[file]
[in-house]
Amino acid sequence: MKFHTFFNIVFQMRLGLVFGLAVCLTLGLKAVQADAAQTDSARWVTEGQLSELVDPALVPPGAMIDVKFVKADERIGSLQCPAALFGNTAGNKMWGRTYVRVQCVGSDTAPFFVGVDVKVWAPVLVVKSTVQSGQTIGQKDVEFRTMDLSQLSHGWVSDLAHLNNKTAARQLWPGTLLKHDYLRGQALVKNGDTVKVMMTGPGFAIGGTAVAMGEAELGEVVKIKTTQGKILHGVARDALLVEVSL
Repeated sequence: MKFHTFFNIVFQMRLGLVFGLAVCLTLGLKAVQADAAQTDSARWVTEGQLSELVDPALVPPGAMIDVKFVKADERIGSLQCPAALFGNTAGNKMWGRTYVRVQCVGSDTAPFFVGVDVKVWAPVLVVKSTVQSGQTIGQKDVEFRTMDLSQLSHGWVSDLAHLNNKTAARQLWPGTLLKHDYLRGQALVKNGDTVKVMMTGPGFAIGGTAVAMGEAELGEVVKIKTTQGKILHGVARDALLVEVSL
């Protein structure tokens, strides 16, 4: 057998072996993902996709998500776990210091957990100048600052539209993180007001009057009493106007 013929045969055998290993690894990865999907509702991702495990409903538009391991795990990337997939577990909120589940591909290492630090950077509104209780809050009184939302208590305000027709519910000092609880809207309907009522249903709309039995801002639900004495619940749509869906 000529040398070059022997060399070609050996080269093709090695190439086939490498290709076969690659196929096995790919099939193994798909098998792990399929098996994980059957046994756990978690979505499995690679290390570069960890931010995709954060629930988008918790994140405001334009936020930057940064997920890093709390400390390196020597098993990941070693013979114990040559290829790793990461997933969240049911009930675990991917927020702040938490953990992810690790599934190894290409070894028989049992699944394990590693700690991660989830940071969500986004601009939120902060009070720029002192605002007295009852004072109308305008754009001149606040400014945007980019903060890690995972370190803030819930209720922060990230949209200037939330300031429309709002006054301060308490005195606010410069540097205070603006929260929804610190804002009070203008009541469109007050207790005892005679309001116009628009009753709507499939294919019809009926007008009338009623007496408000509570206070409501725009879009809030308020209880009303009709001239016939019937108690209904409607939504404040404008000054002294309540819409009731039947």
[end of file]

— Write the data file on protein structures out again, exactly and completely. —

[in-house]
Amino acid sequence: MKFHTFFNIVFQMRLGLVFGLAVCLTLGLKAVQADAAQTDSARWVTEGQLSELVDPALVPPGAMIDVKFVKADERIGSLQCPAALFGNTAGNKMWGRTYVRVQCVGSDTAPFFVGVDVKVWAPVLVVKSTVQSGQTIGQKDVEFRTMDLSQLSHGWVSDLAHLNNKTAARQLWPGTLLKHDYLRGQALVKNGDTVKVMMTGPGFAIGGTAVAMGEAELGEVVKIKTTQGKILHGVARDALLVEVSL
Repeated sequence: MKFHTFFNIVFQMRLGLVFGLAVCLTLGLKAVQADAAQTDSARWVTEGQLSELVDPALVPPGAMIDVKFVKADERIGSLQCPAALFGNTAGNKMWGRTYVRVQCVGSDTAPFFVGVDVKVWAPVLVVKSTVQSGQTIGQKDVEFRTMDLSQLSHGWVSDLAHLNNKTAARQLWPGTLLKHDYLRGQALVKNGDTVKVMMTGPGFAIGGTAVAMGEAELGEVVKIKTTQGKILHGVARDALLVEVSL
């Protein structure tokens, strides 16, 4: 057998072996993902996709998500776990210091957990100048600052539209993180007001009057009493106007 013929045969055998290993690894990865999907509702991702495990409903538009391991795990990337997939577990909120589940591909290492630090950077509104209780809050009184939302208590305000027709519910000092609880809207309907009522249903709309039995801002639900004495619940749509869906 000529040398070059022997060399070609050996080269093709090695190439086939490498290709076969690659196929096995790919099939193994798909098998792990399929098996994980059957046994756990978690979505499995690679290390570069960890931010995709954060629930988008918790994140405001334009936020930057940064997920890093709390400390390196020597098993990941070693013979114990040559290829790793990461997933969240049911009930675990991917927020702040938490953990992810690790599934190894290409070894028989049992699944394990590693700690991660989830940071969500986004601009939120902060009070720029002192605002007295009852004072109308305008754009001149606040400014945007980019903060890690995972370190803030819930209720922060990230949209200037939330300031429309709002006054301060308490005195606010410069540097205070603006929260929804610190804002009070203008009541469109007050207790005892005679309001116009628009009753709507499939294919019809009926007008009338009623007496408000509570206070409501725009879009809030308020209880009303009709001239016939019937108690209904409607939504404040404008000054002294309540819409009731039947």